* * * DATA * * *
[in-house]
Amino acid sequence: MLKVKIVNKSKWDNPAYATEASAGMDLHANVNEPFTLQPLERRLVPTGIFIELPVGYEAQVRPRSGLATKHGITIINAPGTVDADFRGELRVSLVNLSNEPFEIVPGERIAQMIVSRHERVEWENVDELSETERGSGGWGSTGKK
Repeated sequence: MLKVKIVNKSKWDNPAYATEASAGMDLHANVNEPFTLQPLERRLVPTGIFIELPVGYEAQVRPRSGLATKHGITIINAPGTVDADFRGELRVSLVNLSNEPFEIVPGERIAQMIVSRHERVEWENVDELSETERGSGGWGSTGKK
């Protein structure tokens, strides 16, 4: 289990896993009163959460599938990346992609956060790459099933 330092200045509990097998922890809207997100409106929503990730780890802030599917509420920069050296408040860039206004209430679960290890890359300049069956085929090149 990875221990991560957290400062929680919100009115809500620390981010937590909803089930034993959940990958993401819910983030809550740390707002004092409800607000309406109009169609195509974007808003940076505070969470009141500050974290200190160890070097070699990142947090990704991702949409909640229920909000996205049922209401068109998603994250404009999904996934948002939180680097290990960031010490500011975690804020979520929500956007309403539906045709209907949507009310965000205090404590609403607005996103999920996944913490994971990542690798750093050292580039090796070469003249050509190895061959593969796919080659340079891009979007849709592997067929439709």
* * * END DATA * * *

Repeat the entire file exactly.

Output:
[in-house]
Amino acid sequence: MLKVKIVNKSKWDNPAYATEASAGMDLHANVNEPFTLQPLERRLVPTGIFIELPVGYEAQVRPRSGLATKHGITIINAPGTVDADFRGELRVSLVNLSNEPFEIVPGERIAQMIVSRHERVEWENVDELSETERGSGGWGSTGKK
Repeated sequence: MLKVKIVNKSKWDNPAYATEASAGMDLHANVNEPFTLQPLERRLVPTGIFIELPVGYEAQVRPRSGLATKHGITIINAPGTVDADFRGELRVSLVNLSNEPFEIVPGERIAQMIVSRHERVEWENVDELSETERGSGGWGSTGKK
């Protein structure tokens, strides 16, 4: 289990896993009163959460599938990346992609956060790459099933 330092200045509990097998922890809207997100409106929503990730780890802030599917509420920069050296408040860039206004209430679960290890890359300049069956085929090149 990875221990991560957290400062929680919100009115809500620390981010937590909803089930034993959940990958993401819910983030809550740390707002004092409800607000309406109009169609195509974007808003940076505070969470009141500050974290200190160890070097070699990142947090990704991702949409909640229920909000996205049922209401068109998603994250404009999904996934948002939180680097290990960031010490500011975690804020979520929500956007309403539906045709209907949507009310965000205090404590609403607005996103999920996944913490994971990542690798750093050292580039090796070469003249050509190895061959593969796919080659340079891009979007849709592997067929439709």